Guilt By Association (A Rachel Knight Novel)

  • Publish Date: 2011-04-20
  • Binding: Hardcover
  • Author: Marcia Clark
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  • $16.66
  • Regular price $33.45

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Guilt by Association [ GUILT BY ASSOCIATION ] by Clark, Marcia ( Author ) on Apr, 20, 2011 Hardcover Los Angeles D.A. Rachel Knight is a tenacious, wise-cracking, and fiercely intelligent prosecutor in the city's most elite division. When her colleague, Jake, is found dead at a grisly crime scene, Rachel is shaken to the core. She must take over his toughest case: the assault of a young woman from a prominent family.

But she can't stop herself from digging deeper into Jake's death, a decision that exposes a world of power and violence and will have her risking her reputation--and her life--to find the truth.

With her tremendous expertise in the nuances of L.A. courts and crime, and with a vibrant ensemble cast of characters, Marcia Clark combines intimate detail, riotous humor, and visceral action in a debut thriller that marks the launch of a major new figure on the crime-writing scene.

Amazon Exclusive: Alafair Burke Reviews Guilt by Association
Alafair Burke

Alafair Burke is the bestselling author of six novels, including 212, Angels Tip, and Dead Connection in the Ellie Hatcher series. A former prosecutor, she now teaches criminal Law and lives in Manhattan. Long Gone, her first stand-alone thriller, will be published by Harper in June 2011.

Not too many years ago, an influential friend in the literary world told me, Legal thrillers are out. Having just published my first two novels, both featuring Portland Deputy District Attorney Samantha Kincaid, I desperately needed this death announcement to be premature. The problem, I argued, was an overabundance of bad legal thrillers that had scarred the subgenres once-good name. Perhaps trying to replicate the success of groundbreaking novels like Scott Turows Presumed Innocent and John Grisham's A Time to Kill, publishers had overpurchased and overpromoted courtroom-centric novels by lawyers who managed to turn the term legal thriller into an oxymoron. Evidentiary objections, jury selection, and cross-examinations might be real goose bump inducers compared to the average lawyers workday, but as ingredients for a page-turner? No, thank you.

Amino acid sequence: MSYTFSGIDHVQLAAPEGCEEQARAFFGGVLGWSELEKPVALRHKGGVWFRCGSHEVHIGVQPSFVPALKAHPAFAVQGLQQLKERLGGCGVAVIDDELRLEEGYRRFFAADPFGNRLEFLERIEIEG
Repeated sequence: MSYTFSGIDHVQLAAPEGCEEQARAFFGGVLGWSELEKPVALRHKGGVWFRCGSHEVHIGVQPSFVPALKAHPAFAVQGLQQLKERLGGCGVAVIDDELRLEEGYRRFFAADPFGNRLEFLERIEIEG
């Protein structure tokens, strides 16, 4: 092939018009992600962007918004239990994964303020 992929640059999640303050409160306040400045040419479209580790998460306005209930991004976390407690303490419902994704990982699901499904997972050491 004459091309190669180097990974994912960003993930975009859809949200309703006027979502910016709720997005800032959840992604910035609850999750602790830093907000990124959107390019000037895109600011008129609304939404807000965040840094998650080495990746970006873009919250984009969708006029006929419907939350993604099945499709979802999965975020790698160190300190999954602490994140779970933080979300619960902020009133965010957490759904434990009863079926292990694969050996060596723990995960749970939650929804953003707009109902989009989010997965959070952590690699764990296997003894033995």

Well, Im delighted to report that, despite my friends death knell, law-based crime fiction is alive and well thanks to authors who focus not on blue-in-the-face litigators hollering Objection! at one another, but on good old fashioned storytelling about characters who just happen to be lawyers. When the industry had all but written off the so-called legal thriller in favor of high concept novels in the spirit of The Da Vinci Code, Linda Fairstein and Lisa Scottoline continued to dominate bestsellers lists because they wrote damn good books. Today, Michael Connelly has put to rest any lingering questions about the viability of the subgenre by bringing Mickey Haller to every medium -- #1 in hardback and digital, and $46 million and counting at the box office. What makes these books irresistible arent the bells and whistles of the technical ins and outs of the legal system, but memorable characters and solid plotting in the hands of masterful storytellers.

With Guilt By Association, Marcia Clark joins the ranks of Scottoline, Fairstein, and Connelly. Her debut novel introduces us to Los Angeles prosecutor Rachel Knight, a member of the offices elite Special Trials Unit. In the opening pages, Knights friend and colleague Jake Pahlmeyer is found dead at a seedy motel under even seedier circumstances. She inherits a high-profile rape case from his desk. While the victims father exerts political pressure for an arrest, the investigation takes Rachel into LAs gang world and makes her a target. As if that werent enough to keep a gal busy, she cant help poking around into Jakes death, despite strict orders to mind her own bees wax.

Like the finest books in the legal thriller subgenre, very few pages of Guilt By Association take place in the courtroom. Instead, we see Rachels interactions with cops, contacts, and witnesses. We see the action as it unfolds, not as it is summarized later in the artificially sterile courtroom setting. We see Rachel at home with her friends. We get to know--and like--her.

Much attention will certainly be paid to Clarks former career as a prosecutor in Los Angeles, most notably as the head prosecutor in OJ Simpsons criminal trial. That platform will also undoubtedly bring extraordinary attention to a debut novel. But an unfortunate consequence of any emphasis upon her significant legal career might be an inaccurate perception of the book itself. Clarks expertise about the criminal justice system leaps from the pages of Guilt By Association, but not because she shows off her knowledge of the law, rules of evidence, or courtroom procedure. Rather, her experience allows her to write with confidence rarely seen in a first novel--about Los Angeles, about Rachel Knight, about the secondary characters who occupy Knights world and become a part of ours. Guilt By Association succeeds because of Clarks gifts as a writer, not as a lawyer. With those gifts, she has created a true legal thriller--emphasis on the thrill.


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